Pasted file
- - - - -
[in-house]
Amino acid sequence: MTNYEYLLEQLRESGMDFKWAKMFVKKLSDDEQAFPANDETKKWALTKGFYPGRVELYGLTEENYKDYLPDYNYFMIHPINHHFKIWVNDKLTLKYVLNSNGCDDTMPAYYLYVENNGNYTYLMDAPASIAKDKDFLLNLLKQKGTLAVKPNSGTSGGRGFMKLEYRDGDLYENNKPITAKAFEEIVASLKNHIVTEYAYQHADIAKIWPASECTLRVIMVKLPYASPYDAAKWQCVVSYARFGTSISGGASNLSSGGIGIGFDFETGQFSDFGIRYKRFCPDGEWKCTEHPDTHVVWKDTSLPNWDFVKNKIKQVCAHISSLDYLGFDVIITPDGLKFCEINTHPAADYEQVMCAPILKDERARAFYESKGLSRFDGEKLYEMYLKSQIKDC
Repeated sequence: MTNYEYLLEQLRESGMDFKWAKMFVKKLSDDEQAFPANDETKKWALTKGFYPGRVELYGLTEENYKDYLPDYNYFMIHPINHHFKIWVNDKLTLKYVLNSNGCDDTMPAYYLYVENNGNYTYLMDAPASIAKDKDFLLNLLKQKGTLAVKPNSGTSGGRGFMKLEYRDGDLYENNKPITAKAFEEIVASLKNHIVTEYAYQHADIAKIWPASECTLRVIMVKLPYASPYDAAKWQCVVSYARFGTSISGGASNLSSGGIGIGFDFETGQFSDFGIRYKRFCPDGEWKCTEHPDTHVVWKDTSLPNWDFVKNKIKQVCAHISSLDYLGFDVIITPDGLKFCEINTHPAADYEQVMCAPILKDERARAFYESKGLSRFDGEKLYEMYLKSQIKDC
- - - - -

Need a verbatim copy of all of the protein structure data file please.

[in-house]
Amino acid sequence: MTNYEYLLEQLRESGMDFKWAKMFVKKLSDDEQAFPANDETKKWALTKGFYPGRVELYGLTEENYKDYLPDYNYFMIHPINHHFKIWVNDKLTLKYVLNSNGCDDTMPAYYLYVENNGNYTYLMDAPASIAKDKDFLLNLLKQKGTLAVKPNSGTSGGRGFMKLEYRDGDLYENNKPITAKAFEEIVASLKNHIVTEYAYQHADIAKIWPASECTLRVIMVKLPYASPYDAAKWQCVVSYARFGTSISGGASNLSSGGIGIGFDFETGQFSDFGIRYKRFCPDGEWKCTEHPDTHVVWKDTSLPNWDFVKNKIKQVCAHISSLDYLGFDVIITPDGLKFCEINTHPAADYEQVMCAPILKDERARAFYESKGLSRFDGEKLYEMYLKSQIKDC
Repeated sequence: MTNYEYLLEQLRESGMDFKWAKMFVKKLSDDEQAFPANDETKKWALTKGFYPGRVELYGLTEENYKDYLPDYNYFMIHPINHHFKIWVNDKLTLKYVLNSNGCDDTMPAYYLYVENNGNYTYLMDAPASIAKDKDFLLNLLKQKGTLAVKPNSGTSGGRGFMKLEYRDGDLYENNKPITAKAFEEIVASLKNHIVTEYAYQHADIAKIWPASECTLRVIMVKLPYASPYDAAKWQCVVSYARFGTSISGGASNLSSGGIGIGFDFETGQFSDFGIRYKRFCPDGEWKCTEHPDTHVVWKDTSLPNWDFVKNKIKQVCAHISSLDYLGFDVIITPDGLKFCEINTHPAADYEQVMCAPILKDERARAFYESKGLSRFDGEKLYEMYLKSQIKDC